Monday, December 23, 2013

Tips for Dealing with Negative Reviews Online

I recently corresponded with -  a platform for businesses to create profiles and publish information. They sent over this helpful list for handling reputation online. This is particularly helpful for small businesses handling their own social media.

Based on an analysis of thousands of local businesses featured on the platform, Locality CEO Jay Shek developed a list of four crucial mistakes that small business owners frequently make when responding to negative online reviews:

Local neighborhood guides often have red flags in place to find out when a business owner posts fake reviews. Don't run the risk of being publicly shamed. It's not worth it.

Negative responses, finger-pointing, and customer-blaming is a quick way to turn a bad online conversation into really bad buzz that hurts your bottom line. Instead, be constructive and find a solution.

Ask your loyal followers to review you online. Target red flags in customer service and nip them in the bud before they find their way to a review.

Don't get stuck online -- move the conversation offline. Contact the customer behind the negative review, hear them out, and offer a positive solution.

A little more about Locality:

Founded in 2011, Locality ( is a service that businesses can use to create an online profile and publish their information for free. To sign up, visit  Previously, CEO and co-founder Jay Shek managed finance and analytics at Snapfish, an online photo company acquired by Hewlett-Packard.  Locality is currently funded by Lightbank, ffVC, Cowboy Ventures, Founder Collective, and others.

Friday, March 1, 2013

Making Sense of the Generation Gap

Anyone who has managed people outside of their generational group knows the challenges involved. It comes with the life experience of having grown up in a different time and a different set of cultural dynamics. The book, The Xers and the Boomers - by Claire Raines and Jim Hunt does a great job of highlighting those differences. With this knowledge we can perhaps find a more comfortable starting point for our conversations. Here are some highlights from the book.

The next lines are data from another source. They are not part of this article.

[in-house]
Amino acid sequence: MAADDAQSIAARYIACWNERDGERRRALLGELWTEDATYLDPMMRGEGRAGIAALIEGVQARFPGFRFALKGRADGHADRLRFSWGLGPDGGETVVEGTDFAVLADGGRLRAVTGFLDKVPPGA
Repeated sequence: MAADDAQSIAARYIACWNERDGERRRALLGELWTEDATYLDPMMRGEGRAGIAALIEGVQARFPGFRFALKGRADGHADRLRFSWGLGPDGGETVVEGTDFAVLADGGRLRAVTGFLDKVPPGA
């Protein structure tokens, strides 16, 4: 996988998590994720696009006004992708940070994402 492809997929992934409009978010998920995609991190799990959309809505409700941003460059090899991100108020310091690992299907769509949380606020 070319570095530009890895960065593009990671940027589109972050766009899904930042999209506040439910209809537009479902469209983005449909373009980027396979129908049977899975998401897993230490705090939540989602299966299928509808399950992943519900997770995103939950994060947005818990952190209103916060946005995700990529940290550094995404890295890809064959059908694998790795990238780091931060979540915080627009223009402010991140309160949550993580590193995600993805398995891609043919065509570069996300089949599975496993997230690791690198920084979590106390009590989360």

Here's what Generation Xers say about Boomers
  • They're self-righteous
  • They're workaholics
  • They think a half-day means leaving at five
  • They thrive on office politics
  • They talk the talk, but they don't walk it.
  • They ask for our opinions, then do it there way
  • Their lives center around their jobs
  • They demand constant validation
  • They are always in other people's faces
  • They are too intense
  • They follow every management fad-of-the-week
  • They're set in their ways
  • They've quit learning.
  • They're clueless about the future.
  • They've always had it easy.
  • They take a comfortable retirement for granted.
Here's what the Boomers say about Gen Xers
  • They're slackers.
  • They're whiners.
  • They don't want to pay their dues.
  • They think 'job' instead of 'career'.
  • They're rude.
  • They lack social skills.
  • They are always bucking the system.
  • They refuse to wait their turn.
  • They're not loyal.
  • They constantly ask 'why?'
  • They have no work ethic.
  • They aren't committed.
  • They have a 'you owe me' attitude.
  • They're self-focused.
  • They spend too much time on the internet.
Let's look at a slice of the times that shaped each of them. The answers as to which applies to each Generation is below. 
  1. Having grown up with sophisticated TV shows and advertising , they learned as children to distrust the media. As adults, they are wary of any message that seems to be cliche.